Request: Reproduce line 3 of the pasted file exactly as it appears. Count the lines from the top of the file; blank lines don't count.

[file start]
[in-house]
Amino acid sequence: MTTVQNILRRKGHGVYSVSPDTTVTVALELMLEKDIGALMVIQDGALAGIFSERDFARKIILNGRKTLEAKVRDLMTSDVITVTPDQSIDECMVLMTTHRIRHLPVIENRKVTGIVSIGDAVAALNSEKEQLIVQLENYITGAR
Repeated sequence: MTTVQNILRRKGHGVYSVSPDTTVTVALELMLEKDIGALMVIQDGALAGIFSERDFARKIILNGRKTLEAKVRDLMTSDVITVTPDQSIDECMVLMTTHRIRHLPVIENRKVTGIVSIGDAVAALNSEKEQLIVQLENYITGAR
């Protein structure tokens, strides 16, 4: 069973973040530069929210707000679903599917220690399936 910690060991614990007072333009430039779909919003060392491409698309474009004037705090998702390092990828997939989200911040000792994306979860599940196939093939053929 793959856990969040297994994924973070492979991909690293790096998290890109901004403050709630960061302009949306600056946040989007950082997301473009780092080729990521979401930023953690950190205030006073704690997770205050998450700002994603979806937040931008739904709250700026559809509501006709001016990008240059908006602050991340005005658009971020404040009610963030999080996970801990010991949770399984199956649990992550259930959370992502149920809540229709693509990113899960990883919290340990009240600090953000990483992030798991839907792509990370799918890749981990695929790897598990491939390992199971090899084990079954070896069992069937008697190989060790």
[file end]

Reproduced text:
Repeated sequence: MTTVQNILRRKGHGVYSVSPDTTVTVALELMLEKDIGALMVIQDGALAGIFSERDFARKIILNGRKTLEAKVRDLMTSDVITVTPDQSIDECMVLMTTHRIRHLPVIENRKVTGIVSIGDAVAALNSEKEQLIVQLENYITGAR